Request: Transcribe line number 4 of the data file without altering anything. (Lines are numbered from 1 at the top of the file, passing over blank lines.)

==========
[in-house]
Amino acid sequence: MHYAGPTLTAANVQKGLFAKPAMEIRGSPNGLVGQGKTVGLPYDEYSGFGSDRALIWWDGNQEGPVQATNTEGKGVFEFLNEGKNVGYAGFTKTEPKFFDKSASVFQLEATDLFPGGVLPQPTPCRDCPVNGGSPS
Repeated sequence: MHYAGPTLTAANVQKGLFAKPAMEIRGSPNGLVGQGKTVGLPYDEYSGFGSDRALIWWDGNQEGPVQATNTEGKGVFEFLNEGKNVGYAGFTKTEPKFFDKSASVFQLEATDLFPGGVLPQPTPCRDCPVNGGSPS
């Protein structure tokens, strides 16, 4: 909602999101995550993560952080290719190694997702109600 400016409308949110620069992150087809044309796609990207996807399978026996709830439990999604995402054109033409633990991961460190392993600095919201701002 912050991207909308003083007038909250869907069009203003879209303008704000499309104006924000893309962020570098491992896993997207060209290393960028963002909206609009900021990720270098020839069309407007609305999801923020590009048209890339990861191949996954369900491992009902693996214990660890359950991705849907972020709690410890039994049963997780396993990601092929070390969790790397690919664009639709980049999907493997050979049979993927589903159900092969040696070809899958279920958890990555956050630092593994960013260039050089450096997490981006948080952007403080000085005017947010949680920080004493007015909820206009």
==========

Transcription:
């Protein structure tokens, strides 16, 4: 909602999101995550993560952080290719190694997702109600 400016409308949110620069992150087809044309796609990207996807399978026996709830439990999604995402054109033409633990991961460190392993600095919201701002 912050991207909308003083007038909250869907069009203003879209303008704000499309104006924000893309962020570098491992896993997207060209290393960028963002909206609009900021990720270098020839069309407007609305999801923020590009048209890339990861191949996954369900491992009902693996214990660890359950991705849907972020709690410890039994049963997780396993990601092929070390969790790397690919664009639709980049999907493997050979049979993927589903159900092969040696070809899958279920958890990555956050630092593994960013260039050089450096997490981006948080952007403080000085005017947010949680920080004493007015909820206009």